Fairy tales are getting a modern day makeover, with Catherine Hardwicke sexing up Red Riding Hood with a Gothic treatment, and Cannes now getting all hot and heavy with Julia Leigh's Sleeping Beauty, which is getting a number of negative press for being much ado about nothing save for plenty of nudity. Beauty and the Beast gets the teenage romance treatment that stays in perfectly PG territory that deals with the superficiality of vanity and good looks, with the usual reminder that beauty comes from within and is more than just skin deep. Highly predictable, with hot actors of the moment in lead roles to carry this film through.
Based upon the novel by Alex Flinn, Daniel Barnz directs and writes the screenplay for what is firmly a tale for the teenage demographic, casting Alex Pettyfer, best known to date for his portrayal of John in I Am Number Four earlier this year, as the rich kid Kyle, introduced as an A-One jerk running for presidency of some green club that he has absolutely no concerns for, only to boost his CV and banging on his mean streak, arrogance, money and good looks to canvass for votes. He insults the weird dresser Kendra (Mary-Kate Olsen), who turns out to be a witch that hexes him with a curse, turning him into a hideously looking bald guy complete with ugly scars and tattoos, that he becomes a walking freak show spurned by his dad (Peter Krause) even.
But with money comes the solution to a lot of things, such as buying a penthouse away from the city to house Kyle away from public scrutiny, with Ducati bikes and limos at his beck and call for use. If there's a single takeaway from the film, it is that money talks and solves problems, from hiring of a blind tutor (Neil Patrick Harris) to impart life values and to crack a joke or two, to that of a housekeeper Zola (Lisa Gay Hamilton) who sees the beauty beneath the extremely ugly facade put up by Kyle. The both of them form the nucleus of the new beastly household supporting Kyle in his quest to break the curse set upon him.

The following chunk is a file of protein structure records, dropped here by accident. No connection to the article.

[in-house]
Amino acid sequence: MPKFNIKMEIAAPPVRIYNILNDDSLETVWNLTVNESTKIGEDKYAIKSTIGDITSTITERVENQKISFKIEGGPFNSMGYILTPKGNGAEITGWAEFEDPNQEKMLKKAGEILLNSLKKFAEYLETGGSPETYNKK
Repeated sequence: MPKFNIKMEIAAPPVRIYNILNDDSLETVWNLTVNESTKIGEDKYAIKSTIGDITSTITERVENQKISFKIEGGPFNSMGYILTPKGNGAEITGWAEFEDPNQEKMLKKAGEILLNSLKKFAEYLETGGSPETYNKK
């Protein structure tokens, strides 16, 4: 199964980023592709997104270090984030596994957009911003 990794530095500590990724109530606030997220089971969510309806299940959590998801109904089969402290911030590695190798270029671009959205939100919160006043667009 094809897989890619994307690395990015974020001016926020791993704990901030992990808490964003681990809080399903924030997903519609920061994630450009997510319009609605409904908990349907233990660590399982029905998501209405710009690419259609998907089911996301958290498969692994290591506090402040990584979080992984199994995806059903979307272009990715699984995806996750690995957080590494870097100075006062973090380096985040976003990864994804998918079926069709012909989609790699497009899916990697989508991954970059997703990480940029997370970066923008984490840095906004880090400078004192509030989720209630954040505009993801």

Before the curse gets permanently set in 12 months time, Kyle has to seek out true love in order to be rid of it, and to get the person to say those 3 sacred words. With absolutely no social graces or skills to talk about since everything about the teenager is money and manipulation through his appearance, he finds it terribly hard to try and connect with others, obliterating his past smug life, until he hatches a plan to try and seduce Lindy, played by Vanessa Hudgens, to make that goody two shoes fall in love with him, or at least that's how director Daniel Barnz made it seem like. You know you'd come to expect true love that will eventually take over, but somehow that rang quite hokey and convenient, since Alex Pettyfer made it seem like he's really the master manipulator, scheming and planning for sparks to fly and chemistry to be exploited in order to work toward Kyle's selfish objectives.
So the redemption didn't actually feel sincere, and that's why this film failed in its wanting to tell a moral story that all that matters is the beauty in one's heart and intention. After all, the Beast here did quite the unthinkable, in blackmailing Lindy's dad to send Lindy into his abode in order to stay safe since she's wanted by some thug, and of course to fall into his plan of slowly romancing the lass in order to be rid of his hex. Surprisingly though the household's tutor and housekeeper encourages and assists him in this dastardly plan, even though you're supposed to imagine that they see beyond his cruel facade into that heart of cold, which is quite a stretch in this story of convenience (such as having no other suitors readily available), especially in the final act.
Vanessa Hudgens ditches her recent bad girl turn in Sucker Punch for something a little more Disney-like, that damsel who is in distress crying out for someone to sweep her off her feet and the burden of looking after a drug junkie dad. It's a pretty lightweight Belle equivalent she plays here with little depth in her Lindy being quite impressed with the highly engineered efforts to woo her, hopeful that her crush on the biggest jerk in school would turn into something more meaningful, and possessing that requisite heart of gold.
It's a little ironic that a film that seeks to speak up against superficiality and vanity, would be nothing more than that what it wanted to speak up against. Not the strongest nor sharpest Beauty and the Beast retelling out there.